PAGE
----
Buying a sports car is a lot like collecting art: The pieces with the richest history from the biggest names command the most money. For the luxury connoisseur, the 2024 Maserati GranTurismo and its roughly $175,000 starting price satisfies a collector’s desire for beauty and speed.
While the all-new GranTurismo may not look much different from the previous generation, that was chief designer Klaus Busse’s intention. Rather than completely rethinking the GranTurismo’s sheetmetal, Busse – who also created the beautiful MC20 – stretched and shaped the previous generation’s already formed profile into one that could be pulled off with a “Please Do Not Touch” sign. The redesign helped lower the drag coefficient from 0.32 to 0.28, and an ever-so-slightly stretched roof created enough rear headroom where adults could actually fit.
Inside, the GranTurismo’s design is modern without being overworked. From the supple driver’s seat, slimmer A-pillars improve forward visibility. The interior is draped in wonderfully stitched leather, as one should expect at this price point. A configurable 12.2-inch digital instrument cluster sits just beyond a near-perfectly sized steering wheel. A 12.3-inch infotainment touchscreen is in the center of the dashboard, with wireless Android Auto and Apple CarPlay smartphone mirroring. Those familiar with Stellantis’ Uconnect operating systems will appreciate the crisp display and ease of use. Below the infotainment is an interactive 8.8-inch screen that manages the climate control.
The biggest change to the GranTurismo comes from the powertrain department. Internal combustion is alive and well, even if it now plays second fiddle to the stupidly fast, electric, 818-hp Folgore variant. In place of the Ferrari-sold V-8 of yesteryear is the Nettuno, a twin-turbocharged 3.0-liter V-6 that appeared in the 621-horsepower MC20, albeit dialed back for GranTurismo use with smaller turbos and specific engine calibrations. The ZF eight-speed automatic transmission is the only offering, and to appeal to real-weather buyers, the GranTurismo now comes standard with all-wheel drive.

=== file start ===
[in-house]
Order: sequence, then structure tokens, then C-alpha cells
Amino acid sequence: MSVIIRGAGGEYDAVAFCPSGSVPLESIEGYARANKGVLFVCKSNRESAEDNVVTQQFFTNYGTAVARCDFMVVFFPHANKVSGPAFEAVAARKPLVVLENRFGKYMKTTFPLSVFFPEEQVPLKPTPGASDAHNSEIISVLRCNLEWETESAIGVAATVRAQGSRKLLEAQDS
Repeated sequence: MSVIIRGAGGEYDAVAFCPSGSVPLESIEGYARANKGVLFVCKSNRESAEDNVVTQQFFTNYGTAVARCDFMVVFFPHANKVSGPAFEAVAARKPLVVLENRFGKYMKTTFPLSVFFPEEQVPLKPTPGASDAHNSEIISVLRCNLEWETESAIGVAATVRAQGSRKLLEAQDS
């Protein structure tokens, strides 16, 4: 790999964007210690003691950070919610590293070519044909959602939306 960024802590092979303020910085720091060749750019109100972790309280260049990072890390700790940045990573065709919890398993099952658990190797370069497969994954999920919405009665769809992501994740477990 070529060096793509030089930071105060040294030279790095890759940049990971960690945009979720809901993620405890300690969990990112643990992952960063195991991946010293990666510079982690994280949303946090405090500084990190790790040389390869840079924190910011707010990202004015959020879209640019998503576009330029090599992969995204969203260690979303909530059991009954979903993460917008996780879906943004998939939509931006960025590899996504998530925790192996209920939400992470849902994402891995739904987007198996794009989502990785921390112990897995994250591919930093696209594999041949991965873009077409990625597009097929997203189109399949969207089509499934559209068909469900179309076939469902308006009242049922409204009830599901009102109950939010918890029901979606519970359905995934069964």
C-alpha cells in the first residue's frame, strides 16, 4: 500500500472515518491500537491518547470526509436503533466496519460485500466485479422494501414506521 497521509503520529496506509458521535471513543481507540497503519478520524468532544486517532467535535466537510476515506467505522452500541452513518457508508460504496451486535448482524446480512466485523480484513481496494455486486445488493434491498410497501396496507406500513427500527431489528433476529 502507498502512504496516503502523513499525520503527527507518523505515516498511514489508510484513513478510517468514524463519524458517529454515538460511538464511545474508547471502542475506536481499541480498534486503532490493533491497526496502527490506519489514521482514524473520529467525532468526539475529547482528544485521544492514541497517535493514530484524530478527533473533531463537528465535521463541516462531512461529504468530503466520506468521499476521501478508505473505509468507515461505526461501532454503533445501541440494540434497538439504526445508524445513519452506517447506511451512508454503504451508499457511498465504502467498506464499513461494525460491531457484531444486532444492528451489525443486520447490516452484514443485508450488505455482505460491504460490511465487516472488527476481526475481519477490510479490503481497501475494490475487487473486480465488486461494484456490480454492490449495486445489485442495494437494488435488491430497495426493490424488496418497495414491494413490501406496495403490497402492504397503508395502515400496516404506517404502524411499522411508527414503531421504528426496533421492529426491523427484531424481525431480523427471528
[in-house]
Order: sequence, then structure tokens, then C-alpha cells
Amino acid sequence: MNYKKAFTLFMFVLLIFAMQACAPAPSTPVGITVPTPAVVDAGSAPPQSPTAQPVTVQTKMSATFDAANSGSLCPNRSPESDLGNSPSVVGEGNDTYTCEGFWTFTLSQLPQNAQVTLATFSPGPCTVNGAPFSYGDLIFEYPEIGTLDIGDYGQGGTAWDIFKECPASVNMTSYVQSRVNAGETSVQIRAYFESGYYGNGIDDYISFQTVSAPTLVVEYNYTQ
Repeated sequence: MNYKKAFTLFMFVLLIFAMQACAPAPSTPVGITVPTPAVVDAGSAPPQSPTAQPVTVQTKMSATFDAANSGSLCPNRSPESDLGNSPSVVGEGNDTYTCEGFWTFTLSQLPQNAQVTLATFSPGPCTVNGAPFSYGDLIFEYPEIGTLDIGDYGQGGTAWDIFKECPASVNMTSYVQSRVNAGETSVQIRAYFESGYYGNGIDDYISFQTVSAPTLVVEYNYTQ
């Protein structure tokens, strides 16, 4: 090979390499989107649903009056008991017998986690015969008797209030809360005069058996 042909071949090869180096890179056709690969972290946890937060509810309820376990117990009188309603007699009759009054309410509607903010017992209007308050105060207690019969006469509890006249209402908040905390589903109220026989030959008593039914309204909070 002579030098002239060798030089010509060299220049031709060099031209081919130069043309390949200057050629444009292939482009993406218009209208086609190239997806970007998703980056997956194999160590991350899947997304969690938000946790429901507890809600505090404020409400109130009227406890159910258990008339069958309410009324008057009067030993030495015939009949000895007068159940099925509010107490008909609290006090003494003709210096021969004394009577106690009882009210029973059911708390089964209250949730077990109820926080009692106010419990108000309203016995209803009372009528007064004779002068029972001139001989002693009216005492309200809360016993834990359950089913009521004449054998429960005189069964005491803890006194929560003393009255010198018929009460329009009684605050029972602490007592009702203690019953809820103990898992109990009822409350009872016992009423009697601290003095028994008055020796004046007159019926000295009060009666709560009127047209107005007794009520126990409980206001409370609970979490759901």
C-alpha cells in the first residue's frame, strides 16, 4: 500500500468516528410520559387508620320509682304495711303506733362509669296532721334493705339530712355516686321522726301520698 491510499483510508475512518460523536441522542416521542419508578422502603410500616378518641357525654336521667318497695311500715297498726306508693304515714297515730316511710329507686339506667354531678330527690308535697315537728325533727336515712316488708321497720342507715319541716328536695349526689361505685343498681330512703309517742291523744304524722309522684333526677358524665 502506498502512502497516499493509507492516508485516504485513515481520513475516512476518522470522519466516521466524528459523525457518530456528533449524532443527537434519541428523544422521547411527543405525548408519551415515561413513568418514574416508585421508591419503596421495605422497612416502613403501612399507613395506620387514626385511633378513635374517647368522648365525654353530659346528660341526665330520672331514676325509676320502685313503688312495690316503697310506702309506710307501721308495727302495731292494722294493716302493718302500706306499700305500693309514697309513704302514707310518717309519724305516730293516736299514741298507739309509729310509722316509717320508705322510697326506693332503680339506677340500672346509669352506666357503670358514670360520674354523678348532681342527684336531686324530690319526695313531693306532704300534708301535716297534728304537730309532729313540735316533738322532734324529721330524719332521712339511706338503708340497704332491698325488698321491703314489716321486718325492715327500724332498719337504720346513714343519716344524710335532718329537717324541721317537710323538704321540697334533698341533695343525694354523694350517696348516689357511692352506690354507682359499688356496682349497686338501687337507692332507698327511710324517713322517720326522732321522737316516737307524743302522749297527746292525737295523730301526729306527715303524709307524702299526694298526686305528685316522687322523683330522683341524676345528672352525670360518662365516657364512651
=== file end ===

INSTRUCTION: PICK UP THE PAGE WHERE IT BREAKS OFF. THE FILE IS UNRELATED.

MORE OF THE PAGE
The Modena trim is the bottom rung of the GranTurismo ladder. In its humblest form, the twin-turbo 3.0-liter makes 483 horsepower and 442 pound-feet of torque, but even this output surpasses the previous generation’s 4.7-liter V-8. Under load and at slower speeds, the loud pre-chamber combustion we experienced in the MC20 is non-existent. Cruising along the autostrada on the outskirts of Rome, the GranTurismo flawlessly executes its primary mission as a luxury grand tourer. With the drive mode set to Comfort, the least aggressive of its three settings, the four-seat coupe’s standard air springs float along the highway. The V-6 hums in the background, occasionally dropping to three-cylinder operation when the engine load is light.
With a twist of the steering wheel’s dial, Sport mode elevates the GranTurismo’s senses. The steering effort increases, the dual-mode exhaust is always open, and the electronically controlled dampers firm up. A push of the button inside the center of the drive mode switch toggles between two suspension calibrations; we generally preferred the softer setting. Whether left to its own devices or when you pull on those big aluminum paddles, the ZF eight-speed automatics we know and love break down quick shifts with an affirming “BLAATT!” of the quad exhaust points. If you’ve heard an Alfa Romeo Giulia Quadrifoglio, it’s very much so. With launch control active, Maserati claims the Modena will hit 60 mph in 3.9 seconds and go on to a top speed of 188 mph.